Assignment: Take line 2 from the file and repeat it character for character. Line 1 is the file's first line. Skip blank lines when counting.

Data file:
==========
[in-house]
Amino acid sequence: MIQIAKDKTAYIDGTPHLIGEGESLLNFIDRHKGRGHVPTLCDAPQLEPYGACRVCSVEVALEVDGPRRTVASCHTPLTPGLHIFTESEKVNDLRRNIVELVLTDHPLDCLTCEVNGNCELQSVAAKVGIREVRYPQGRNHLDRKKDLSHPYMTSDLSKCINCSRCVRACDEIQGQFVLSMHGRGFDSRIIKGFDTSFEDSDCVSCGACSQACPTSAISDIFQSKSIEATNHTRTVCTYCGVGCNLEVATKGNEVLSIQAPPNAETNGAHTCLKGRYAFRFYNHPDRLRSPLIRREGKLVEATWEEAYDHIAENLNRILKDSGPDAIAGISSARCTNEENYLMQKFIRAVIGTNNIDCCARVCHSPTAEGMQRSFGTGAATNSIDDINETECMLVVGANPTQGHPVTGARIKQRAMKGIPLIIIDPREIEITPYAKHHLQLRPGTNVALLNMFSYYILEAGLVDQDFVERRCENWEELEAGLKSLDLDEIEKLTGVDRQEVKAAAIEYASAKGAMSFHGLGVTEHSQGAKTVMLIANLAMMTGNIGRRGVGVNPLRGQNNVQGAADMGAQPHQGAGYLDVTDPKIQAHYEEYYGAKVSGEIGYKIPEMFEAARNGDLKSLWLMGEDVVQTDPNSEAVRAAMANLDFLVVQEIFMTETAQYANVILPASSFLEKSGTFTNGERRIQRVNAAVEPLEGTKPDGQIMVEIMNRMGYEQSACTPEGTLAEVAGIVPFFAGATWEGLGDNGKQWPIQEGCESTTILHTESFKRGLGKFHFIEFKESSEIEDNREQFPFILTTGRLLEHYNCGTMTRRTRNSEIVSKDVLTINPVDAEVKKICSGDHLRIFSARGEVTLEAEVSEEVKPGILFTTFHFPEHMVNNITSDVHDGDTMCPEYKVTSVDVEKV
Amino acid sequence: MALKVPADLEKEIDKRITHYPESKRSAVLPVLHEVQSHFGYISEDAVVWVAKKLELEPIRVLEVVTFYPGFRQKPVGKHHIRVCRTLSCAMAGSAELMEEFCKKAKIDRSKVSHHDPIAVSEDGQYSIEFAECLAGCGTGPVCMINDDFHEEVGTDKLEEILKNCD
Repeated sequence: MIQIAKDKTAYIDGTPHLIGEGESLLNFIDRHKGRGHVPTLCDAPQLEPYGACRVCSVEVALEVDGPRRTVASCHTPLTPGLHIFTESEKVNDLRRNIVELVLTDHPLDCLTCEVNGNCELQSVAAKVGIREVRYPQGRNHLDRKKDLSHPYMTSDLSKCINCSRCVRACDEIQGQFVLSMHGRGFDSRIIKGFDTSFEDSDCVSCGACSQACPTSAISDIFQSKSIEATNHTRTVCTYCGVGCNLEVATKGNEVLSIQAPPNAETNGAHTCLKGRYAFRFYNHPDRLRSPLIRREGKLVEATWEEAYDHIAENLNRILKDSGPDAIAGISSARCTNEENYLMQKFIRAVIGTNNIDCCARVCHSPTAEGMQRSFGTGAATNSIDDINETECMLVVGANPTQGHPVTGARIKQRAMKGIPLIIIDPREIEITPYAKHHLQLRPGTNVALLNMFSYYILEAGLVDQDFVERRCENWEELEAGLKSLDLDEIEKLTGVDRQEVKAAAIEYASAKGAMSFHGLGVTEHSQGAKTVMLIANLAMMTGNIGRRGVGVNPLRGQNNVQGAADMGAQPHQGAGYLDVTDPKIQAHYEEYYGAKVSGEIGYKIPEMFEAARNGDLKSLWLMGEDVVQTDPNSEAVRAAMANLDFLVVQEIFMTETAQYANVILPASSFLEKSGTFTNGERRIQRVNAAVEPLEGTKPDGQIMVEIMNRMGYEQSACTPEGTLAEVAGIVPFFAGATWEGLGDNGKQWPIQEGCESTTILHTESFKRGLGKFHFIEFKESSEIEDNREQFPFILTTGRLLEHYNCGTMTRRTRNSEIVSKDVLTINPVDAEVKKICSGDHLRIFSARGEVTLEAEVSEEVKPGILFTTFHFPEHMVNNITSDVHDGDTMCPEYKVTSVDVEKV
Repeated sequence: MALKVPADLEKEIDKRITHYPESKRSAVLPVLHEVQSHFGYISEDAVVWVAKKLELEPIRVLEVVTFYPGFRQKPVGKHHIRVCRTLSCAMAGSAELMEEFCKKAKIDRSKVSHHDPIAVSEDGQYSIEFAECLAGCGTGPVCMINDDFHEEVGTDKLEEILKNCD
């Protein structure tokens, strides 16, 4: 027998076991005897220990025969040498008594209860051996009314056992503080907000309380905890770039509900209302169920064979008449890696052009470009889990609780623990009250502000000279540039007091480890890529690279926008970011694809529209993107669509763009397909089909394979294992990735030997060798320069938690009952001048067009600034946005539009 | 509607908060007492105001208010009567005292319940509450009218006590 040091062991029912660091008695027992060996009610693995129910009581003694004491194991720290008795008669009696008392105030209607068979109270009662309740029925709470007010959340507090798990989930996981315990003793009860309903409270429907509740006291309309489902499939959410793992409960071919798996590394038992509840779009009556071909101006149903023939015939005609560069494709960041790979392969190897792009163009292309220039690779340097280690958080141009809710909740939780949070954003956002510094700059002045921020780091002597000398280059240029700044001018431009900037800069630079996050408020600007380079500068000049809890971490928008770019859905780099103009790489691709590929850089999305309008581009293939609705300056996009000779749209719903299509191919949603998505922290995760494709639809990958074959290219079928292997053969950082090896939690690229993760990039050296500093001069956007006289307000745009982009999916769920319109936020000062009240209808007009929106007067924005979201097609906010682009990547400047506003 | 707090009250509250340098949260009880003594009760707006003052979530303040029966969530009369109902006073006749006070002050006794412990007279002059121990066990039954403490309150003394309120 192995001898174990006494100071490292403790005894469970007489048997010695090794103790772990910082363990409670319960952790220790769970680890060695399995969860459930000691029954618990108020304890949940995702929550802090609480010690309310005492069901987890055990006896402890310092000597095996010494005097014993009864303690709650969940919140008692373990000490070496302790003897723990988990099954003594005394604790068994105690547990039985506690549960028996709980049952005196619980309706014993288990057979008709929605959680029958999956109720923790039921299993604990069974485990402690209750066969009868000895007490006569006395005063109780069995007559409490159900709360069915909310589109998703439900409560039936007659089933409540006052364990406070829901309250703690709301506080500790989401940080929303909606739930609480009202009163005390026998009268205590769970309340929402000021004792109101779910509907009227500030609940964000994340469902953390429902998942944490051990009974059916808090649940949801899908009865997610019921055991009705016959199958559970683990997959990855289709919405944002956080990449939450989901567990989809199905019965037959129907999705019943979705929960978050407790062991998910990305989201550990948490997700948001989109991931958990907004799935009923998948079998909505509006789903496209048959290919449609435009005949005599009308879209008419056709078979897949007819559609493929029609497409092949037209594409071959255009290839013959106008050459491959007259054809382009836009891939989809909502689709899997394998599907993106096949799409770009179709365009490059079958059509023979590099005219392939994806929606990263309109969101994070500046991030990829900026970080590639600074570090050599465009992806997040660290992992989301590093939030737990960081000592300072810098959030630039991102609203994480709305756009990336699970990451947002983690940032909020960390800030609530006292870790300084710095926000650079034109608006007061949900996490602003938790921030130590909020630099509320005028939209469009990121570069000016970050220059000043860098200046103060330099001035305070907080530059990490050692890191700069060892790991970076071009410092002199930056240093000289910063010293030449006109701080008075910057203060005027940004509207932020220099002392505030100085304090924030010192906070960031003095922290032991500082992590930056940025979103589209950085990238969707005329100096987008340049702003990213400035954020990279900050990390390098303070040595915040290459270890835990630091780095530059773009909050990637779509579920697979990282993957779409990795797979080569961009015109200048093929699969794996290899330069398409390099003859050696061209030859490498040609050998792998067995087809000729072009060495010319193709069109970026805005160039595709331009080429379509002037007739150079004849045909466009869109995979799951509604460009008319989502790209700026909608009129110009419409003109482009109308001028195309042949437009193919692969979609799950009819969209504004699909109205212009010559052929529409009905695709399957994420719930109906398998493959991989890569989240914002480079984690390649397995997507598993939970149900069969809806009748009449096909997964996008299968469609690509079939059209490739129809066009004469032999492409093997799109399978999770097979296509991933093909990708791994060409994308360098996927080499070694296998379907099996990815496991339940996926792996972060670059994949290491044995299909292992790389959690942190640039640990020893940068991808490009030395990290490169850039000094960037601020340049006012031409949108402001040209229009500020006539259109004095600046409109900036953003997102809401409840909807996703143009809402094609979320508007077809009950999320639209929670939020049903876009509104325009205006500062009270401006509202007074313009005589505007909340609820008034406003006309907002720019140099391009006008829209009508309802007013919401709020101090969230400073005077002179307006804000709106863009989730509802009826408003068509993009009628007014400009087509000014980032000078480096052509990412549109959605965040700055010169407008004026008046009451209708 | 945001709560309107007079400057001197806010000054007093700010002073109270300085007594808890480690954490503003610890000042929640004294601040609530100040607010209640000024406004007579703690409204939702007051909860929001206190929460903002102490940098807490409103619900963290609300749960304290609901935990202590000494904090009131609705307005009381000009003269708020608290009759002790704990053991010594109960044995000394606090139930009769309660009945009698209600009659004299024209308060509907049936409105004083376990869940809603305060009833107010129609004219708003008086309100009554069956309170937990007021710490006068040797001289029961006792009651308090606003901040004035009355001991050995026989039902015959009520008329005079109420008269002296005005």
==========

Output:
Amino acid sequence: MIQIAKDKTAYIDGTPHLIGEGESLLNFIDRHKGRGHVPTLCDAPQLEPYGACRVCSVEVALEVDGPRRTVASCHTPLTPGLHIFTESEKVNDLRRNIVELVLTDHPLDCLTCEVNGNCELQSVAAKVGIREVRYPQGRNHLDRKKDLSHPYMTSDLSKCINCSRCVRACDEIQGQFVLSMHGRGFDSRIIKGFDTSFEDSDCVSCGACSQACPTSAISDIFQSKSIEATNHTRTVCTYCGVGCNLEVATKGNEVLSIQAPPNAETNGAHTCLKGRYAFRFYNHPDRLRSPLIRREGKLVEATWEEAYDHIAENLNRILKDSGPDAIAGISSARCTNEENYLMQKFIRAVIGTNNIDCCARVCHSPTAEGMQRSFGTGAATNSIDDINETECMLVVGANPTQGHPVTGARIKQRAMKGIPLIIIDPREIEITPYAKHHLQLRPGTNVALLNMFSYYILEAGLVDQDFVERRCENWEELEAGLKSLDLDEIEKLTGVDRQEVKAAAIEYASAKGAMSFHGLGVTEHSQGAKTVMLIANLAMMTGNIGRRGVGVNPLRGQNNVQGAADMGAQPHQGAGYLDVTDPKIQAHYEEYYGAKVSGEIGYKIPEMFEAARNGDLKSLWLMGEDVVQTDPNSEAVRAAMANLDFLVVQEIFMTETAQYANVILPASSFLEKSGTFTNGERRIQRVNAAVEPLEGTKPDGQIMVEIMNRMGYEQSACTPEGTLAEVAGIVPFFAGATWEGLGDNGKQWPIQEGCESTTILHTESFKRGLGKFHFIEFKESSEIEDNREQFPFILTTGRLLEHYNCGTMTRRTRNSEIVSKDVLTINPVDAEVKKICSGDHLRIFSARGEVTLEAEVSEEVKPGILFTTFHFPEHMVNNITSDVHDGDTMCPEYKVTSVDVEKV